When you invest in a CD, you deposit a fixed amount of money over a fixed term with a bank or other financial institution. The term may run from just a few months to several years. The bank pays interest on your deposit. At the end of the fixed term, you receive your principal and the accrued interest. While CD interest rates have been low in recent years, they remain a safe investment with higher rates than standard savings accounts.
Begin with a survey of CD rates offered in your local area. Broaden your search to online and non-local institutions with the Money Saving Pro Review of CD Rates. Consider credit unions too-as non-profit organizations, they are able to offer competitive rates. Banks and credit unions sometimes offer limited-time promotional or bonus rates on CDs in an effort to beef up deposits. Long Term and Brokered CDs tend to offer higher rates, as do Jumbo CDs of $100,000 or more.
Brokered CD With High Interest
Brokerage firms and independent financial services salespeople offer CD products often with higher interest rates than those available from banks. These "deposit brokers" negotiate a higher rate of return by committing to bring a large amount of deposits to a particular financial institution. Be sure to do a diligent background check on the deposit broker before investing.
Pros and Cons of Long-Term CD Rates
Long-term CDs, for example with a 5-year term, offer higher rates than shorter term CDs. They are a good choice if you don't need the money for a few years. You must weigh the higher rate against the fact that interest rates change over time. Should interest rates increase while you hold funds in a 5-year CD, you must ride out the term with the lower rate. On the other had, if interest rates fall, the bank must pay the rate you've locked in.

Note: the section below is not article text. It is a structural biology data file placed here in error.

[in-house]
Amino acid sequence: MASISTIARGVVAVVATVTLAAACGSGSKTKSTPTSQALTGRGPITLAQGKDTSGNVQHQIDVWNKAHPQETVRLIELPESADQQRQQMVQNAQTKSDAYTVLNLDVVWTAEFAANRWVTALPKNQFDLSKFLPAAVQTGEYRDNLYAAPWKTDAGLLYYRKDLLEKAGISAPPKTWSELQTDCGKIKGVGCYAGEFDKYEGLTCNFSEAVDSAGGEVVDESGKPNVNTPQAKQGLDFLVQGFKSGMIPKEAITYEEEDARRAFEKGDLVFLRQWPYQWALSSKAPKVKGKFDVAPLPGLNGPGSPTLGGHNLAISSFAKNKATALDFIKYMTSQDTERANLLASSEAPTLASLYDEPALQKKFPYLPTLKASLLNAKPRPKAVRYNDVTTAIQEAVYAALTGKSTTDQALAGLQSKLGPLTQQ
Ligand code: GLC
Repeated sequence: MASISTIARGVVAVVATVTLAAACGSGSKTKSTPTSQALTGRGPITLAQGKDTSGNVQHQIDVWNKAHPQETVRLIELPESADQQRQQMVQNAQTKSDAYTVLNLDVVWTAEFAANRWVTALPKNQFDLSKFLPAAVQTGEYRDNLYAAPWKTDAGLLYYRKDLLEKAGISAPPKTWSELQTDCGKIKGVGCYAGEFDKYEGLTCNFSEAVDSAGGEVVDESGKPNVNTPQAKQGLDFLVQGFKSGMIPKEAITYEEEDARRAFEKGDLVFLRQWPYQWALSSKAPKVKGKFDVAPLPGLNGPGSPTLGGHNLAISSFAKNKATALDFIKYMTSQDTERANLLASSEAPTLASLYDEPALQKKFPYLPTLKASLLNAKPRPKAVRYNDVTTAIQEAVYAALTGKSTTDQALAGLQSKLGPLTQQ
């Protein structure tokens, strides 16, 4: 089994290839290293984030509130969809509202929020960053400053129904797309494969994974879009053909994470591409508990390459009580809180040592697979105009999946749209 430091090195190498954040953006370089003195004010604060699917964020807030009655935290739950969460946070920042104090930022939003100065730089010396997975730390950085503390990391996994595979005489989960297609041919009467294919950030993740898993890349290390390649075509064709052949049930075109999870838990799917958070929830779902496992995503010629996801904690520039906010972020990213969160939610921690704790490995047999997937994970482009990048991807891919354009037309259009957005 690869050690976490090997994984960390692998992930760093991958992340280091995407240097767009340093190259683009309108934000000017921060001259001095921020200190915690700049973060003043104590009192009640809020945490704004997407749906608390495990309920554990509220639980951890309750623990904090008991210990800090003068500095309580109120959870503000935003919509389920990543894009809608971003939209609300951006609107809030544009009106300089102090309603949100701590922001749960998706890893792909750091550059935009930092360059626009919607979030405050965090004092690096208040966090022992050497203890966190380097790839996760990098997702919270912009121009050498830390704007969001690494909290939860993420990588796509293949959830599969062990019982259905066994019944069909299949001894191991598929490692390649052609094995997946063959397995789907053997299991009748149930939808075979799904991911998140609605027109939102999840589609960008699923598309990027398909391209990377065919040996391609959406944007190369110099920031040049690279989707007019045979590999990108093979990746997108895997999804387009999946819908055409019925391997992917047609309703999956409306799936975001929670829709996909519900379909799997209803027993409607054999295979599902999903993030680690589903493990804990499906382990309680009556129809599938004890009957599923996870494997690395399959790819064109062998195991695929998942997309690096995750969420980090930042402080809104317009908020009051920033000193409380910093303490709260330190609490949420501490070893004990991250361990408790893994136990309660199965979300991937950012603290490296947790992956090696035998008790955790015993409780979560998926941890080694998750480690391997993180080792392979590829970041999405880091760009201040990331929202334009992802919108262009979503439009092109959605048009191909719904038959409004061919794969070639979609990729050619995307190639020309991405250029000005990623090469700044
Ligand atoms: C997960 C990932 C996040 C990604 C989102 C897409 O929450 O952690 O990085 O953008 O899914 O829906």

Terms and Disclosures
Review the disclosure documents that come with your CD. They detail the terms of the CD, including the interest rate, whether the rate is fixed or variable, and how and when you will be paid. If you invest in a brokered CD, pay careful attention to the fine print, as these products tend to have more complicated terms than CDs issued by banks or credit unions. If you withdraw money from the CD before the end of it's term, you will likely lose interest and possibly pay a penalty. Check these tips from the Securities and Exchange Commission on investing in CDs.
Choose a CD that Fits Your Needs
While a high interest rate is important, be sure to invest in a CD that you are comfortable with. Do you want to tie up funds for five years in return for a higher rate? Is a brokered CD worth the potential risks involved? Many people are more at ease purchasing a CD from a bank or a credit union.